Primo hostium convocationem: sibilabit, id est inspirabit, muscae, id est regi Aegypti qui occidit Josiam, IV Reg. penult., et comparatur muscae propter immunditiam idolorum et luxuriae quae viget in Aegypto; in extremo fluminum, quia etiam de ultimis partibus Aegypti venerunt, et api, scilicet Chaldaeis et Assyriis, quia ab anteriori habebant mel defensionis et a posteriori aculeum persecutionis, supra V 26 sibilabit ad eum de finibus terrae.
First, the calling together of their enemies: shall whistle, that is, blow upon, for the fly, that is, for the king of Egypt, who killed Josias (2 Kgs 23:29); and he is compared to a fly because of the uncleanness of idolatry and lust which thrives in Egypt; in the uttermost parts of the rivers, because they come even from the farthest parts of Egypt, and for the bee, namely, for the Chaldeans and the Assyrians, because from the former they had the honey of defense, and from the latter the sting of persecution, above: he will whistle to them from the ends of the earth (Isa 5:26).
258. Secundo hostium multitudinem: et venient, et requiescent omnes in torrentibus vallium, quia in vallibus consueverunt currere aquae, propter commodum aquarum, in cavernis, propter munitionem, in frutectis, propter ligna, in universis foraminibus, <propter> loca domorum, infra VIII 8 et erit extensio alarum ejus implens latitudinem terrae tuae.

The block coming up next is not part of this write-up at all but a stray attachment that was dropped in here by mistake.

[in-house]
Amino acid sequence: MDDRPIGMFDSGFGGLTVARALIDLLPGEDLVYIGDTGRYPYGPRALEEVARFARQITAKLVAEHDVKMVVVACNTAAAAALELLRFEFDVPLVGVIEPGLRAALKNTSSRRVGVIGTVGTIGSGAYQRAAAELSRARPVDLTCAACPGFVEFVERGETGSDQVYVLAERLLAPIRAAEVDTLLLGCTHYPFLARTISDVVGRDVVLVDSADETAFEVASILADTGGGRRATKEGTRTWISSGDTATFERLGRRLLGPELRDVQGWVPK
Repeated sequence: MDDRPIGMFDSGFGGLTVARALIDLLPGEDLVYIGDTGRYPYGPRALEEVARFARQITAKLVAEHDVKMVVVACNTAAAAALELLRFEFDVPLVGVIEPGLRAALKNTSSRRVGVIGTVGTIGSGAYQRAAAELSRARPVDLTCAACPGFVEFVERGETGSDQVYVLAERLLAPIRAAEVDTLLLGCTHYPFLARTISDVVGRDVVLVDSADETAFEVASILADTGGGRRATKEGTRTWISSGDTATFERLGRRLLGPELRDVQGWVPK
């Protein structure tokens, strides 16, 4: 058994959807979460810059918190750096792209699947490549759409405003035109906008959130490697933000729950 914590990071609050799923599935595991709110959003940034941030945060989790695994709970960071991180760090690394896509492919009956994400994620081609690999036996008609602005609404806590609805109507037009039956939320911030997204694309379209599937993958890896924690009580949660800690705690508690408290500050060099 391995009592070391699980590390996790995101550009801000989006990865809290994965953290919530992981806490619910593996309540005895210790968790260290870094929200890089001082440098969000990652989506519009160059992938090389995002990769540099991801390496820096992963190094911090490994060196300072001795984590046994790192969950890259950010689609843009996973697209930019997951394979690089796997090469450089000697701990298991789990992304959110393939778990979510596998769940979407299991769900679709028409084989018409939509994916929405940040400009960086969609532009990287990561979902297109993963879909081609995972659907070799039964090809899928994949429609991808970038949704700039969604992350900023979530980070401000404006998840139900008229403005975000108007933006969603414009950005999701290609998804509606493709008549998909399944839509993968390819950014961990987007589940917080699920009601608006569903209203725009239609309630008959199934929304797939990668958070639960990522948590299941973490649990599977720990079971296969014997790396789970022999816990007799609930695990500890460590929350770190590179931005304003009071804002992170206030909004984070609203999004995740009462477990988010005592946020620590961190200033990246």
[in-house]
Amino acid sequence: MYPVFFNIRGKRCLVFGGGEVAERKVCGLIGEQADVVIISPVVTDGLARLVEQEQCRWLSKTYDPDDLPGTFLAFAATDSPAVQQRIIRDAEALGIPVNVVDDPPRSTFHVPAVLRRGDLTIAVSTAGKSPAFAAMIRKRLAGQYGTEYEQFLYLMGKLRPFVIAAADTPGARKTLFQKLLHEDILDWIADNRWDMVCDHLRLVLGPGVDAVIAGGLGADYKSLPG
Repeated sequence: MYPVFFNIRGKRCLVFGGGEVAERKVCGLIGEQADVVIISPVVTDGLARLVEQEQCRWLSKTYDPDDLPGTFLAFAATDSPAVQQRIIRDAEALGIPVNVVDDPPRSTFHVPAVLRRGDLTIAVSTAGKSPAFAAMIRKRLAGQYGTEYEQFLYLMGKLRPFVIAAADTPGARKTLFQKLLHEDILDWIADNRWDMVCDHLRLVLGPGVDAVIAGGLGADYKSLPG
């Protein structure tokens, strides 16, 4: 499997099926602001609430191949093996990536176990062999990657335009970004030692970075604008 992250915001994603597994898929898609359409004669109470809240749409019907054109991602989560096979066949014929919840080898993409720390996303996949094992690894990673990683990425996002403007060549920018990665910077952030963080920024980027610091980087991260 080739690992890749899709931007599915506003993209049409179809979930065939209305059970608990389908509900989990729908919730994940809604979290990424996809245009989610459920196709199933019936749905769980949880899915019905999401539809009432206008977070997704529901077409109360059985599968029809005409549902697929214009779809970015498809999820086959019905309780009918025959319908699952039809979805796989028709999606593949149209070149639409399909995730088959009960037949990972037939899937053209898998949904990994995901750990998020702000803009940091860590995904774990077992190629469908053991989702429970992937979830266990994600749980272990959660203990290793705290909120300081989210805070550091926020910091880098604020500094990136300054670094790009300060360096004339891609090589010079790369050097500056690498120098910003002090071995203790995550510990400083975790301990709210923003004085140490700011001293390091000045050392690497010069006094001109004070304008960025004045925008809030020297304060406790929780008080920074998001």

258. Second, the multitude of their enemies: and they shall come, and shall all of them rest in the torrents of the valleys, for the benefit of water, which usually runs in valleys, and in the holes of the rocks, for fortification, and upon all places set with shrubs, for wood, and in all hollow places, for locations of homes, below: and the stretching out of his wings shall fill the breadth of your land (Isa 8:8).
259. Tertio captivationem: in die illa radet Dominus in novacula, id est per regem, in his, id est per hos, scilicet Assyrios; novacula acuta, de qua Ez. V 1 sume tibi gladium acutum radentem pilos, et assumens eum educes per caput tuum; caput, regem, pedes, artifices, barbam, milites qui sunt ad ornatum regis, IV Reg. ult. supra III 2 omnem virum bellatorem, judicem et prophetam. Vel loquitur contra Aegyptios qui erant adjutores: in his, id est Aegyptiis, conducta, Ez. XXIX 19–20 et diripiet spolia ejus, et erit merces exercitui ejus, et operi pro quo servivit adversus eam.